Junot Diaz’s Drown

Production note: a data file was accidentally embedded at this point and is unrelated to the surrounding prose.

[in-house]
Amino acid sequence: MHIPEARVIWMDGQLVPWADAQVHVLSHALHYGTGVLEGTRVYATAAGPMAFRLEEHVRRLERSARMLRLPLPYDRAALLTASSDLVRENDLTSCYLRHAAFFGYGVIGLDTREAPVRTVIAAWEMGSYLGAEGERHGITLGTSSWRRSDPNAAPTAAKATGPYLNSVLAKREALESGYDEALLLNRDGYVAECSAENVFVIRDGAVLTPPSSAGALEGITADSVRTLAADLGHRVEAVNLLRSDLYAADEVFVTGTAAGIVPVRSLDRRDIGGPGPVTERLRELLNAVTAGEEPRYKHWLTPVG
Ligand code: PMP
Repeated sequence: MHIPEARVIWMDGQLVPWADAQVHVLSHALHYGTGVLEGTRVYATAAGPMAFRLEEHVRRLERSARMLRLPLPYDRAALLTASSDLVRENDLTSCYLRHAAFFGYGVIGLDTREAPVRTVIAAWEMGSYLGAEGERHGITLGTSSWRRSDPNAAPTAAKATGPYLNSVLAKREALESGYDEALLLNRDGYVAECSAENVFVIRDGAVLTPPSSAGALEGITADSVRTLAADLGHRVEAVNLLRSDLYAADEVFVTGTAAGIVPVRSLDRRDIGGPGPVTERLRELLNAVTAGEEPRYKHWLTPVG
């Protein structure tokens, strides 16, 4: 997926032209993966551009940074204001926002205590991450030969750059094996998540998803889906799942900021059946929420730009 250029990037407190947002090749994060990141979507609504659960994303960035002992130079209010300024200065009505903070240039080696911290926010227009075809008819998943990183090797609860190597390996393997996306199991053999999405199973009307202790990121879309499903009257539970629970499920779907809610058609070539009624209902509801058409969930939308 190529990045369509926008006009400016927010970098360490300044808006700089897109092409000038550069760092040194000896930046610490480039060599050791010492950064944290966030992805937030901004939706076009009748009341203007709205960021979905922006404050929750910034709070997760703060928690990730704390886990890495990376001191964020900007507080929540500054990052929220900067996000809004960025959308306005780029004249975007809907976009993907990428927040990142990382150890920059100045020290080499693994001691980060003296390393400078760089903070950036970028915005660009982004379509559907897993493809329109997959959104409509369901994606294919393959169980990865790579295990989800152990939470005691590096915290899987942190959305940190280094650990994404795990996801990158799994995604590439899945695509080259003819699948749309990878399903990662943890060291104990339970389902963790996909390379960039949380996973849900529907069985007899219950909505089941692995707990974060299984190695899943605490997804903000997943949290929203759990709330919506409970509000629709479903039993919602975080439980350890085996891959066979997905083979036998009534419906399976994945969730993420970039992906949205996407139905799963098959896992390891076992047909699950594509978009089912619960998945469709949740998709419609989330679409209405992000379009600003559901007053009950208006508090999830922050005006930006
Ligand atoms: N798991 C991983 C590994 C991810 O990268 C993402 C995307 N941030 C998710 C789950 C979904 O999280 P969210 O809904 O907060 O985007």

drown.jpg Another re-read this week, Junot Díaz’s Drown, in honor of a writing workshop with the man himself, next week in San Francisco. Like Maud, I’m a fan of Díaz’s work, and in going through Drown again, I’m surprised at how much some stories have stayed with me since the book came out eight years ago. I remember reading “How to Date a Browngirl, Blackgirl, Whitegirl, or Halfie” in the New Yorker and, at work the next day, striking up a conversation with a nerdy rocket scientist in line at the cafeteria. (I worked for the Jet Propulsion Laboratory at the time.) I started telling this guy about this fantastic story, how Díaz’s use of language had opened up new doors for me, and the guy was like, hey, I’ll check it out. There aren’t many writers that trigger this reaction in me, this wanting to stop a stranger in a cafeteria. Unfortunately, new material from Díaz is hard to come by. There’s a non-fiction piece in this week’s New Yorker, for instance, but I’m not aware of any new fiction work in the last year or so.

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